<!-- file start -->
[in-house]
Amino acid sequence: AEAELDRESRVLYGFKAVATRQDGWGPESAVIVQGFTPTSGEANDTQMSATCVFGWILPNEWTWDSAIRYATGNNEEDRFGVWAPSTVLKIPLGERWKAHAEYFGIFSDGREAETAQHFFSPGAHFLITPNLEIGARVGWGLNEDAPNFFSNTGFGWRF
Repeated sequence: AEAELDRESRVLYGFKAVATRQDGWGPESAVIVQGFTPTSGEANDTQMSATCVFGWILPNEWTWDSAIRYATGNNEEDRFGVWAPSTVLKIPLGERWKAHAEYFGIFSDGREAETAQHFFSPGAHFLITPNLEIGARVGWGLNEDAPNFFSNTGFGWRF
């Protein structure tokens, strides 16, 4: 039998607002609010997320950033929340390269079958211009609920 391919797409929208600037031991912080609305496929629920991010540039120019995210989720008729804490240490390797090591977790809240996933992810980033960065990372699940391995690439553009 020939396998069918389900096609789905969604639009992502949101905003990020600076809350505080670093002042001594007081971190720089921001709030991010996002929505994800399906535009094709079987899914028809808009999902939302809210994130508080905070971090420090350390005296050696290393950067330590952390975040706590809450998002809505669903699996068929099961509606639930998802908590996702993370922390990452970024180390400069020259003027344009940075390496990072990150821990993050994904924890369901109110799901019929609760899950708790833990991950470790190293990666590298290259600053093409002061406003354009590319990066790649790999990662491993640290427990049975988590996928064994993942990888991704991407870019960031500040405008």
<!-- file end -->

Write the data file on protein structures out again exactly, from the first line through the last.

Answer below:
[in-house]
Amino acid sequence: AEAELDRESRVLYGFKAVATRQDGWGPESAVIVQGFTPTSGEANDTQMSATCVFGWILPNEWTWDSAIRYATGNNEEDRFGVWAPSTVLKIPLGERWKAHAEYFGIFSDGREAETAQHFFSPGAHFLITPNLEIGARVGWGLNEDAPNFFSNTGFGWRF
Repeated sequence: AEAELDRESRVLYGFKAVATRQDGWGPESAVIVQGFTPTSGEANDTQMSATCVFGWILPNEWTWDSAIRYATGNNEEDRFGVWAPSTVLKIPLGERWKAHAEYFGIFSDGREAETAQHFFSPGAHFLITPNLEIGARVGWGLNEDAPNFFSNTGFGWRF
């Protein structure tokens, strides 16, 4: 039998607002609010997320950033929340390269079958211009609920 391919797409929208600037031991912080609305496929629920991010540039120019995210989720008729804490240490390797090591977790809240996933992810980033960065990372699940391995690439553009 020939396998069918389900096609789905969604639009992502949101905003990020600076809350505080670093002042001594007081971190720089921001709030991010996002929505994800399906535009094709079987899914028809808009999902939302809210994130508080905070971090420090350390005296050696290393950067330590952390975040706590809450998002809505669903699996068929099961509606639930998802908590996702993370922390990452970024180390400069020259003027344009940075390496990072990150821990993050994904924890369901109110799901019929609760899950708790833990991950470790190293990666590298290259600053093409002061406003354009590319990066790649790999990662491993640290427990049975988590996928064994993942990888991704991407870019960031500040405008």